If the battery has any visible damage, swelling, or leakage, do not attempt to charge it. Dispose of it following proper procedures.
Remember, it's essential to ensure that the charger you use is compatible with the scooter battery's voltage and current requirements. Using an incompatible charger can result in permanent damage to the battery, reduce its lifespan, or even cause a fire.
How To Charge Electric Scooter Battery Using Variable Power Supply?
Charging an electric scooter battery using a variable power supply can be a useful method, especially when the original charger is not available.
However, as always, caution is paramount to ensure you do not damage the battery or pose a risk of fire.
Here's a step-by-step guide on how to charge an electric scooter battery using a variable power supply:
Determine the Battery's Specifications
Identify the battery's nominal voltage (commonly 24V, 36V, or 48V) and its full charge (end charging) voltage.
Know the recommended charging current. This can often be found in the battery's specifications.
Note: If you don't know what is the recommended charging current for your battery, go for 20% of the battery's nominal capacity - if the battery's capacity is 15Ah, charge it with no more than 3 Amps.
Setup the Variable Power Supply
Ensure the power supply output is turned off.
Set the voltage on the variable power supply to match the battery's full charge voltage.
Adjust the current setting on the power supply to match the recommended charging current of the battery.
Again, if you're unsure, start with a lower current setting; it will take longer but is safer.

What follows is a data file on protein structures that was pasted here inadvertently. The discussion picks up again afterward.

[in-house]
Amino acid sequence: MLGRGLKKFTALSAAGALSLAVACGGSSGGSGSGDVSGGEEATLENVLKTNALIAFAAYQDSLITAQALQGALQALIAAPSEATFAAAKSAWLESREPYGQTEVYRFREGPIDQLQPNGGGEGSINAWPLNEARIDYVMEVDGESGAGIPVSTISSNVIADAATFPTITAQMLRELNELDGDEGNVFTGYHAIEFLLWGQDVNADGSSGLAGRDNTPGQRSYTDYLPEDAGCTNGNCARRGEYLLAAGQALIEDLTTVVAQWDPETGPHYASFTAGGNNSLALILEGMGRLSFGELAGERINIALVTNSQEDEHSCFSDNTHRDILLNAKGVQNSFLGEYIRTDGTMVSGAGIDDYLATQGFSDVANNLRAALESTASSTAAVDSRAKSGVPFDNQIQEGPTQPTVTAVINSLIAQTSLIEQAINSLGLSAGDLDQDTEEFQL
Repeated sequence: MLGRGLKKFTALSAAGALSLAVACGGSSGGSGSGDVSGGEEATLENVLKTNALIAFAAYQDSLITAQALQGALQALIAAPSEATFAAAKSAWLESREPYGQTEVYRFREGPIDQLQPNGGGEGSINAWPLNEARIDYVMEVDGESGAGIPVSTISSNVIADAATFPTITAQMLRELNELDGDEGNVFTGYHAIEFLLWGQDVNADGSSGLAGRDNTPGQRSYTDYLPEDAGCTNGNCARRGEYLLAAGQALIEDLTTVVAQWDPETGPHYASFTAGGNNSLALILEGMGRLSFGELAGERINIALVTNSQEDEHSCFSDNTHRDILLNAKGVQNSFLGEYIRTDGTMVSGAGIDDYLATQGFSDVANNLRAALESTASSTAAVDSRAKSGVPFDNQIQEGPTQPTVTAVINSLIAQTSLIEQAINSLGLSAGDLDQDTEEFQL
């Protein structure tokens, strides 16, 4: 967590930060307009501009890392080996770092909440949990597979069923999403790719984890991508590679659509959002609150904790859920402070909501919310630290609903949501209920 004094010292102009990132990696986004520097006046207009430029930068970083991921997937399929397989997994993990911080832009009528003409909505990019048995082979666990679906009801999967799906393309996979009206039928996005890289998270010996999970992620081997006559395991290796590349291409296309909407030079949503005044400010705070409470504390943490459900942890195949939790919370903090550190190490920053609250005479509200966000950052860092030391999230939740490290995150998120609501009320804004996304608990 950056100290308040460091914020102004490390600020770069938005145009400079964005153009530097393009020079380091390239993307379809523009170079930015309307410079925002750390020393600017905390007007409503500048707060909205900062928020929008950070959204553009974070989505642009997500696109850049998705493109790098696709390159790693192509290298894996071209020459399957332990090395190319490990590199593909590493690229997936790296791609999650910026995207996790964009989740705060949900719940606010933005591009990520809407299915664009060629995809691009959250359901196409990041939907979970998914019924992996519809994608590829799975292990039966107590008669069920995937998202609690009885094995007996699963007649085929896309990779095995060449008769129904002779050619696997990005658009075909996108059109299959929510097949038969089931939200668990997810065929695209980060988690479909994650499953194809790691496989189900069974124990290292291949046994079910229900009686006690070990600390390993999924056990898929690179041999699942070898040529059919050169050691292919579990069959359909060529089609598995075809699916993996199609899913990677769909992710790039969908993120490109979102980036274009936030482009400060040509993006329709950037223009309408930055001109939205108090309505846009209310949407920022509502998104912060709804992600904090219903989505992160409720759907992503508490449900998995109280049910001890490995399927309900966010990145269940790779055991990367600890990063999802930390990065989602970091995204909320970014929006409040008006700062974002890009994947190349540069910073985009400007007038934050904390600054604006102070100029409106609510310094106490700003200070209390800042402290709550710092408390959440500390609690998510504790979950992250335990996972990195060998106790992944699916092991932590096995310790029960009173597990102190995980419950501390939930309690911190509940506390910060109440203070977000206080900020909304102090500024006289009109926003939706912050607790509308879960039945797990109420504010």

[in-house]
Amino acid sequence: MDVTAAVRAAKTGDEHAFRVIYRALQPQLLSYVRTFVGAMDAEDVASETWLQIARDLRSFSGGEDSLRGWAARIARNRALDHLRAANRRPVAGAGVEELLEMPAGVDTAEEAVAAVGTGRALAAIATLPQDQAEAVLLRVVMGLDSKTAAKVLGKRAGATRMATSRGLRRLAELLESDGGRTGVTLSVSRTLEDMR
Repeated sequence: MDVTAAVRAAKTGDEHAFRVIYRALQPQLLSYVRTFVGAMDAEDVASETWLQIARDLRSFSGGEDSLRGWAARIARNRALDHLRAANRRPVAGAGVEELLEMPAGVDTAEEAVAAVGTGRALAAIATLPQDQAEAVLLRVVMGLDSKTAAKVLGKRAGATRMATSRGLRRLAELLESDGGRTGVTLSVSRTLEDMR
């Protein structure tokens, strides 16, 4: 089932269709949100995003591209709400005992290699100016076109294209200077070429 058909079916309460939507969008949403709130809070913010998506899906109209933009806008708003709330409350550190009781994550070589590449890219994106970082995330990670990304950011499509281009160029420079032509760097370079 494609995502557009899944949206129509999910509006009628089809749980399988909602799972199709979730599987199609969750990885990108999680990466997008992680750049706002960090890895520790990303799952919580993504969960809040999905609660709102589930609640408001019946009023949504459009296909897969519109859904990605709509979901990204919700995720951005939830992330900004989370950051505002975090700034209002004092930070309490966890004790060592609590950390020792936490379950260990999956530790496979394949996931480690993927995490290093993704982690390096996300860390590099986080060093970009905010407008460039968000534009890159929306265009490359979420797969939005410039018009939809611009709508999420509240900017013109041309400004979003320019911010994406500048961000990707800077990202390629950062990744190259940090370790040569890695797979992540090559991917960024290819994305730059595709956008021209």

Ensure the scooter is turned off. If possible, remove the battery from the scooter and charge it in a dry and cool area, preferably using fire/explosion-proof bag.
Connect the positive (red) terminal of the power supply to the positive terminal of the battery.
Connect the negative (black) terminal of the power supply to the negative terminal of the battery.
Make sure connections are secure and not touching any other metal parts to prevent short circuits.
Turn on the power supply.
Monitor the current and voltage readouts. As the battery charges, the current should gradually decrease. Once it gets very low, the battery is almost fully charged.
If the battery becomes excessively warm or swollen, turn off the power supply immediately. These can be signs of potential problems.
Regularly check the voltage and current of the battery using the readout on the variable power supply or with a multimeter. When the battery reaches its full charge voltage, it's fully charged.
Ensure you don't overcharge the battery. It's critical to monitor the charging process continuously.
Once the battery is fully charged, turn off the power supply output and disconnect the cables.
Always use the power supply in a well-ventilated area, and wear protective gloves when handling and connecting batteries.
Also, keep the battery away from flammable materials during charging.
Using a variable power supply can be a practical way to charge an electric scooter battery in a pinch.
However, always be aware of the risks and ensure that you're using appropriate settings to match the battery's requirements. If unsure, consult the battery or scooter manufacturer's guidelines.